Wildhorse Ranch is the only project with 90% GHG reductions and energy savings that are a guaranteed part of the baseline features contained in Measure P that cannot be changed without voter approval.

Please join leading environmentalists, community activists, your friends and neighbors in voting for Yes on Measure P.


/s/ Mark Braly, Chair, Davis Planning Commission
/s/ Carolyn Hinshaw, Neighborhood Activist
/s/ Eric Nelson, Neighborhood Activist
/s/ Alan Pryor, Environmental Activist/Director, Yolo Clean Air
/s/ Maynard Skinner, former Davis Mayor

Campaign propaganda



(WTF does kissing babies and picture of an old barn have to do with approving a housing development?) Not to mention the red tree labeled "really green".

What do you think about Davis Measure P?

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I just got a mailer for yes on P, it's the slickest mailer I've seen since target (which I saw a TV spot for) and covell village . Nice full color photos with a theme about barn raising. If these houses are so affordable howcome me and my friends (all from Davis) can pool our money and resources and still not be even close to getting one of these homes? They claim teachers will be able to afford these $400,000 houses.

Another thing, what exactly is green about this project? Shame on the Sierra club for selling out and endorsing these, I would love to see what they used to come to the conclusion they did. —StevenDaubert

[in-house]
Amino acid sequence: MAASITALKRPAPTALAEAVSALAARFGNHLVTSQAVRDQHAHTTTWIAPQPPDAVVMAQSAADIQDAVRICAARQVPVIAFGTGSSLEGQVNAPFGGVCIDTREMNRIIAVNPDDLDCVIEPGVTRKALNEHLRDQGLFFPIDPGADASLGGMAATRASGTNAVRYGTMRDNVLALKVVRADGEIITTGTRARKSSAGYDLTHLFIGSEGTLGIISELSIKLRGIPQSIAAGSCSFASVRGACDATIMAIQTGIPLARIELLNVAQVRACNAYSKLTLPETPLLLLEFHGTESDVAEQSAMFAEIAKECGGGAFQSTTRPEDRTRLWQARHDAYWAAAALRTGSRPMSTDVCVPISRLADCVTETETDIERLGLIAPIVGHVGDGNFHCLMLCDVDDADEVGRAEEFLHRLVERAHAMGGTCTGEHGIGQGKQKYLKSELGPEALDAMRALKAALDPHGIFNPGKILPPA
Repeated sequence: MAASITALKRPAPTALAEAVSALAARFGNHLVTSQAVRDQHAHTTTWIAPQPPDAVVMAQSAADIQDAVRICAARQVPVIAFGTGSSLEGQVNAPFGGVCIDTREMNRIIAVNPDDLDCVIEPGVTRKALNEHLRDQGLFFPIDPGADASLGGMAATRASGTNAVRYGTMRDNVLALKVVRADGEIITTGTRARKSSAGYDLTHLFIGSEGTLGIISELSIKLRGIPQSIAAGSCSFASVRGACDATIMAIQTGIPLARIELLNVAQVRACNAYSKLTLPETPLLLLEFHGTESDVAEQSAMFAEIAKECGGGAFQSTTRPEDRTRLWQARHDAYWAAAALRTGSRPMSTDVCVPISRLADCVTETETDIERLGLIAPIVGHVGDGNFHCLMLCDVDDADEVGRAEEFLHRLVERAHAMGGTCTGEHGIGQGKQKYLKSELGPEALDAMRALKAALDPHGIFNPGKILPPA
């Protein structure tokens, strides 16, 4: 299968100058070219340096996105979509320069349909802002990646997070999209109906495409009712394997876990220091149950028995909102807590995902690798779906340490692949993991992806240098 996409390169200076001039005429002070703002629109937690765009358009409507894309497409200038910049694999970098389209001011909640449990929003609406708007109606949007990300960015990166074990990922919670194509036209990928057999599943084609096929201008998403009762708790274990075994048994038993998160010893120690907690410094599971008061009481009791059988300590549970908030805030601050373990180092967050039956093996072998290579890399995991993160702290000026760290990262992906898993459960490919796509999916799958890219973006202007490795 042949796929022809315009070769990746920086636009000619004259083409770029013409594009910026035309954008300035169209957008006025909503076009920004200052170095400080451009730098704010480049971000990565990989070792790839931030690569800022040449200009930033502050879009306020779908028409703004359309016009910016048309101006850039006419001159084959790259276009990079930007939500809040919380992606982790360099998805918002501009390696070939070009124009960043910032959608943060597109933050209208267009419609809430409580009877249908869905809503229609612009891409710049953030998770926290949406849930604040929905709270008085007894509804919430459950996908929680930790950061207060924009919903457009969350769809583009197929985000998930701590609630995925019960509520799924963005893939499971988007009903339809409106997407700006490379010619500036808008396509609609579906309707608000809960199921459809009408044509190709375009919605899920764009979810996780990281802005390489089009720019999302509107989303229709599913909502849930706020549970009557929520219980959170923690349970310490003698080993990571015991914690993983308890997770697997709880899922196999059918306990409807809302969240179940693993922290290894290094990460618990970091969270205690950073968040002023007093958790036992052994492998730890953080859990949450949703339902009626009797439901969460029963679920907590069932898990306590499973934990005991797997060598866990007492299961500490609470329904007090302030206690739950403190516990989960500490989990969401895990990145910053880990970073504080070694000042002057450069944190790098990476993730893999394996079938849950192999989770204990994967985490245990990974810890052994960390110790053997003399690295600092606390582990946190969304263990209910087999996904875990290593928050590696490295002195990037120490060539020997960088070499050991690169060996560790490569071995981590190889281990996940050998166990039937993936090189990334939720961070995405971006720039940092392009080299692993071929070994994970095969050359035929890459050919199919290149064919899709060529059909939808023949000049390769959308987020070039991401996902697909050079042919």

2009-10-14 22:09:27   I have yet to hear a good reason why this project shouldn't go through. It's affordable, it's green, and I think the people against it are trying to mislead the public to keep their home values high. I got into an argument with one of them at the farmer's market when she said there were 2000 homes scheduled to be built already that I could buy. Not true! Over 1000 of those "homes" are for students and faculty... not for the open public. Then she went on to say that because of this, more homes would be available for sale since those people would be taking the University housing. I don't think so. I think measure P is a great idea and I hope it passes. —Aaron.Curtin

2009-10-15 14:10:34   Aaron.Curtin—thank you for saying what needs to be said. I live in Wildhorse and have been to the meetings residents have held. The real reason, unstated to the public, has to do with people's unfounded fear of their loss of property value. This project has been negotiated, discussed, and will be a boon to Davis and the local economy. —GWHayduke